Setting up your own local group... It’s easy!
My name is Chevs and I have two children, Holly (five) and Maisie (two). Holly suffered from a bleed when I was about 16 weeks pregnant which left her with right-sided hemiplegia, epilepsy and she also borders on autistic spectrum disorder. I attended the HemiHelp parents’ conference in 2002 and realised how comforting it was meeting other parents of children with hemiplegia and discussing the issues that affect Holly. I decided to see if there were any parents living nearby interested in meeting up and I put a letter in the next issue of the HemiHelp newsletter.
Within a few weeks I had six or seven responses from people living within easy reach, and our coffee mornings began! It has been very easy to organise: I simply send out round-robin emails (I checked that everyone was happy for their email addresses to be circulated) with a proposed date, usually in the afternoon so that we can bring the children. Unfortunately it is quite hard to find a time that suits everyone as we all have commitments of school runs, endless physio, OT, speech therapy and work, so we generally go for the date that suits the majority. I try and organise the occasional weekend meeting so the whole family can come.
Although there are rarely more than two or three of us at any one meeting, I look forward to them enormously. It has amazed me how different the needs of our children are and what an all-encompassing condition hemiplegia can be, yet we all have an enormous sense of commonality of what we are going through. Within our group, the children vary from six months to five years. Having not seen another bottom shuffler since she started walking, watching one of the younger members whizzing around the floor on her bottom reminded me of how far Holly has come since her trouser-tearing days! It also reassured this little girl’s mum, that bottom shuffling won’t last forever!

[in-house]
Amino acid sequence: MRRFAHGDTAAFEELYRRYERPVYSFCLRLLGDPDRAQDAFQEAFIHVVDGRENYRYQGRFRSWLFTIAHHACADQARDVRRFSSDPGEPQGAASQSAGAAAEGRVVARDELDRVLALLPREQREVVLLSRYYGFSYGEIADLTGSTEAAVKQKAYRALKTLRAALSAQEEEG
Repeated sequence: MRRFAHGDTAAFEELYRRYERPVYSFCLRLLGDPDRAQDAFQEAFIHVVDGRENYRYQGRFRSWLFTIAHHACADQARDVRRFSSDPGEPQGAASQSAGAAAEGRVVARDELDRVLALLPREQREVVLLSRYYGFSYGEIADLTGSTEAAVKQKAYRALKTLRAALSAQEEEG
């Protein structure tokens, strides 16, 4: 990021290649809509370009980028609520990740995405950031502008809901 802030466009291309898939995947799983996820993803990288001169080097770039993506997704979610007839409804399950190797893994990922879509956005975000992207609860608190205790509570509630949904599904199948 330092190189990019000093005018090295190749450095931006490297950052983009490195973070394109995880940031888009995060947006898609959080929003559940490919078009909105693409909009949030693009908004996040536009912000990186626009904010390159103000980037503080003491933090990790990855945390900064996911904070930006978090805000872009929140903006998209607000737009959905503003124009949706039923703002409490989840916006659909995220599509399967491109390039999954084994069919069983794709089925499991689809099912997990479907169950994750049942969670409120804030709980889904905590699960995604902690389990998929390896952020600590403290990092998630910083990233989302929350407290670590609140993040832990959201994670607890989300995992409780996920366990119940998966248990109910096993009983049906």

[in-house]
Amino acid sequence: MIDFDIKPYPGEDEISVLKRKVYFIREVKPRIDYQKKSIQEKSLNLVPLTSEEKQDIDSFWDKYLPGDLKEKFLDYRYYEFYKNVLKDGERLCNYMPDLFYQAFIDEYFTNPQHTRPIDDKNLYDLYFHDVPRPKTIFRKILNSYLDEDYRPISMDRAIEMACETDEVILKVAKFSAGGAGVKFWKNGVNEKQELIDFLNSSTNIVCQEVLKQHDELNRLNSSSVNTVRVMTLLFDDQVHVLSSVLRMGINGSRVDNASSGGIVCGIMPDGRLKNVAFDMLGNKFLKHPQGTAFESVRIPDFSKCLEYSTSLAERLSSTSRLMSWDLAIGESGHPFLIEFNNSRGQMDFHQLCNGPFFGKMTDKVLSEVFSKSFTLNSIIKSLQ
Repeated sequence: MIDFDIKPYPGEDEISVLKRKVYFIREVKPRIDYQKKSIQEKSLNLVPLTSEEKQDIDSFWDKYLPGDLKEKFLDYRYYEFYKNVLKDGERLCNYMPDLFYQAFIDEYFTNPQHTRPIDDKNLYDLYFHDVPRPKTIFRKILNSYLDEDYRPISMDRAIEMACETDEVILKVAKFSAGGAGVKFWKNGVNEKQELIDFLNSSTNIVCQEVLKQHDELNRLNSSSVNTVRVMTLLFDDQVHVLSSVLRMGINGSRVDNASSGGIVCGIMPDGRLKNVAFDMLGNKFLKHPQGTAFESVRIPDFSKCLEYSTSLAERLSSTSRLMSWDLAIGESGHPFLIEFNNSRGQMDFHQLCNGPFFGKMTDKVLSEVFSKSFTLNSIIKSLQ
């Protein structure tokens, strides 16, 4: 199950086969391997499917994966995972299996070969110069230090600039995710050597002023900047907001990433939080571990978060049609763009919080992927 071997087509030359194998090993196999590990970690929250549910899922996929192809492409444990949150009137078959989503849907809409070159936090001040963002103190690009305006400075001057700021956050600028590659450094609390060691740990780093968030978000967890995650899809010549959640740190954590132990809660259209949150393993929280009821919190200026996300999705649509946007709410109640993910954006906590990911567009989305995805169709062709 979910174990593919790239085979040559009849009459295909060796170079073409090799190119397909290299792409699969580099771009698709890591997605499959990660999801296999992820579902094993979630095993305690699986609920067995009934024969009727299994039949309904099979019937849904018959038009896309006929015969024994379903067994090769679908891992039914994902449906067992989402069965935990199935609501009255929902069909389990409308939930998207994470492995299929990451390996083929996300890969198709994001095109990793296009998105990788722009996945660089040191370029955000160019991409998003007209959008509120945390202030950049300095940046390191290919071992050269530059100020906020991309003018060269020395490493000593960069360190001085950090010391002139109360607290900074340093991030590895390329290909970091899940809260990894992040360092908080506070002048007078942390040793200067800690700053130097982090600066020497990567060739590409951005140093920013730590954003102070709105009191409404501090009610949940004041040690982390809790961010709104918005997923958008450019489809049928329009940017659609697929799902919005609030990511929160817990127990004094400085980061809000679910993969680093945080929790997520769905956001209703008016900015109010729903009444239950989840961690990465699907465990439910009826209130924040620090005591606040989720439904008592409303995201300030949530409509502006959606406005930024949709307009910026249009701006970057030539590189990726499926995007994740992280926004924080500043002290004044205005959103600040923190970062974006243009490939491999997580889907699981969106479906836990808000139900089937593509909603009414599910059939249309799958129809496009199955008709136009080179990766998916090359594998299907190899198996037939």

Now that we have been meeting for several months and have got to know each other, our gatherings are a combination of letting off steam about our everyday concerns for our children as well as moving away from the subject of hemiplegia altogether and generally just enjoying a good old chin-wag. Friends with the best of intentions cannot offer the same level of understanding of what you are experiencing as can another parent going through the same thing. It has been incredibly good for the soul and really helpful in a practical sense too. Everyone brings their own experiences and knowledge to the group so we all benefit from shared information. It’s amazing how much effort people put into researching their own individual areas of concern and it has been really useful to get information I might never have known even existed. Equally, I hope that I contribute in my own little way too!
With all our children at different stages, we talk about a variety of concerns: from behaviour problems to speech therapy; from botox to statementing; from (lack of) sleep to disability allowance; from epilepsy to splints, toilet training to feeding problems…and the list goes on.
The end result is that the sense of ‘why us?’, and of being the only ones out there trying to deal with all that hemiplegia throws at us, is greatly eased. Not only do I have a regular opportunity to offload some of my worries with people who really can relate to what I am talking about, but most importantly I have made some really good friends.
It is easy to get a group going and is worth every minute of effort. Wherever you are, I am sure you will find there is someone nearby going through what you are.